27 subjects received PF-04494700 30/10 mg (female, 63%; mean age, 74.6 years; mean MMSE, 21.1), 28 subjects received PF-04494700 60/20 mg (female, 57%; mean age, 76.6 years; mean MMSE, 21.6), and 12 subjects received placebo (female, 67%; mean age, 74.1 years; mean MMSE, 19.2). A higher proportion of subjects completed 10 weeks of double-blind treatment on both the “low dose” regimen of PF-04494700 (88.9%) and the “high dose” regimen (85.7%) than completed on placebo (66.7%). Discontinuation due to adverse events, and incidence of severe adverse events, respectively, were lower on the “low dose” regimen (7.4%,11.1%) and the “high dose” regimen (3.6%,10.7%) compared to placebo (25.0%,16.7%). There were no clinically meaningful differences in vital signs, laboratory test results, or mean ECG parameters in subjects treated with PF-04494700. PF-04494700 had no consistent effect on plasma levels of Aβ, inflammatory biomarkers, or secondary cognitive outcomes.
Ten weeks of treatment with PF-04494700 was safe and well-tolerated in subjects with mild-to-moderate AD, indicating the feasibility of a larger long-term efficacy trial.
PMCID: PMC3346183  PMID: 21192237
Alzheimer’s disease; randomized clinical trial; RAGE
5.  Neurochemical Profile of Dementia Pugilistica 
Journal of Neurotrauma  2013;30(11):981-997.
Dementia pugilistica (DP), a suite of neuropathological and cognitive function declines after chronic traumatic brain injury (TBI), is present in approximately 20% of retired boxers. Epidemiological studies indicate TBI is a risk factor for neurodegenerative disorders including Alzheimer disease (AD) and Parkinson disease (PD). Some biochemical alterations observed in AD and PD may be recapitulated in DP and other TBI persons. In this report, we investigate long-term biochemical changes in the brains of former boxers with neuropathologically confirmed DP. Our experiments revealed biochemical and cellular alterations in DP that are complementary to and extend information already provided by histological methods. ELISA and one-dimensional and two dimensional Western blot techniques revealed differential expression of select molecules between three patients with DP and three age-matched non-demented control (NDC) persons without a history of TBI. Structural changes such as disturbances in the expression and processing of glial fibrillary acidic protein, tau, and α-synuclein were evident. The levels of the Aβ–degrading enzyme neprilysin were reduced in the patients with DP. Amyloid-β levels were elevated in the DP participant with the concomitant diagnosis of AD. In addition, the levels of brain-derived neurotrophic factor and the axonal transport proteins kinesin and dynein were substantially decreased in DP relative to NDC participants. Traumatic brain injury is a risk factor for dementia development, and our findings are consistent with permanent structural and functional damage in the cerebral cortex and white matter of boxers. Understanding the precise threshold of damage needed for the induction of pathology in DP and TBI is vital.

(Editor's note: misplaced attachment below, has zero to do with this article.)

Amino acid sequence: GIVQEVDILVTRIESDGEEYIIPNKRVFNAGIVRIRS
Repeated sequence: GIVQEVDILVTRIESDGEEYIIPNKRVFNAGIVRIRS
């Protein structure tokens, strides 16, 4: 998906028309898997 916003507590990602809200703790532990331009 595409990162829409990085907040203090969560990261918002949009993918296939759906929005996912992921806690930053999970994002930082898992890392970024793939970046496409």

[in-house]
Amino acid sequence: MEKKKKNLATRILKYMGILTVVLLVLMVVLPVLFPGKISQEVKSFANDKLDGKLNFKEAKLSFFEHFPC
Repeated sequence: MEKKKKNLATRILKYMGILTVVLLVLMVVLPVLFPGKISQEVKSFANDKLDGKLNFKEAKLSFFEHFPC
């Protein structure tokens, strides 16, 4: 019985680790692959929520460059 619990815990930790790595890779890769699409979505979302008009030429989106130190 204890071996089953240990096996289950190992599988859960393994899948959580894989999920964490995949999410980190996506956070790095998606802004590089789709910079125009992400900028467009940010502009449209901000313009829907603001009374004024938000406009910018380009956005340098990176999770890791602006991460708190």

PMCID: PMC3684215  PMID: 23268705
adult brain injury; axonal injury; immunoblots; neurodegenerative disorders; traumatic brain injury
6.  Probable Early-Onset Alzheimer's Disease in an Apolipoprotein E2 Homozygote